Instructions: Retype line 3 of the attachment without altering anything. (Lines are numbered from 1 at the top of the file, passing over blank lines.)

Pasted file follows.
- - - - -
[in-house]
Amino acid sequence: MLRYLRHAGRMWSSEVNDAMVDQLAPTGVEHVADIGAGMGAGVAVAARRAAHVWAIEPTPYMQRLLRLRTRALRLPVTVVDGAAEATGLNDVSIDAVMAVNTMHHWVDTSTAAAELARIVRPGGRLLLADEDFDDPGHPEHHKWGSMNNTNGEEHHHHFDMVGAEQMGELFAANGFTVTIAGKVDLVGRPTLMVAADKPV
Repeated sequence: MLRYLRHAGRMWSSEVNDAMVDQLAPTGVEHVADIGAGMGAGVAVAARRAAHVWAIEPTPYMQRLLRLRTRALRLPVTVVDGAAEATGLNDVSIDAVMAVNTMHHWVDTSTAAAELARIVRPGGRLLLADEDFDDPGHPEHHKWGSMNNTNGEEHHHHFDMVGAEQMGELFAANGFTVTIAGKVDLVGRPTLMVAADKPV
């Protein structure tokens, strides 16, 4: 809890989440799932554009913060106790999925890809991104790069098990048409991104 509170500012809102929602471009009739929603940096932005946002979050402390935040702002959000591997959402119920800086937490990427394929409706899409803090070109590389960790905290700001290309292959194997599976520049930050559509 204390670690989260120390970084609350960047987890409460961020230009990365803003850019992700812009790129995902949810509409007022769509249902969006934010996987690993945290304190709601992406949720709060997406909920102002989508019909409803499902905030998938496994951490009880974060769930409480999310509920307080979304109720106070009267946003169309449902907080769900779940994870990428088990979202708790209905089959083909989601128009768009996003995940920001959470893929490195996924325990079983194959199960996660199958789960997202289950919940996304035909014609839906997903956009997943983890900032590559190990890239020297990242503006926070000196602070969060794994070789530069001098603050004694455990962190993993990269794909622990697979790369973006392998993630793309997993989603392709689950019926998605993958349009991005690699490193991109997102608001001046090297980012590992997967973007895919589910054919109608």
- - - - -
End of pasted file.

Repeated sequence: MLRYLRHAGRMWSSEVNDAMVDQLAPTGVEHVADIGAGMGAGVAVAARRAAHVWAIEPTPYMQRLLRLRTRALRLPVTVVDGAAEATGLNDVSIDAVMAVNTMHHWVDTSTAAAELARIVRPGGRLLLADEDFDDPGHPEHHKWGSMNNTNGEEHHHHFDMVGAEQMGELFAANGFTVTIAGKVDLVGRPTLMVAADKPV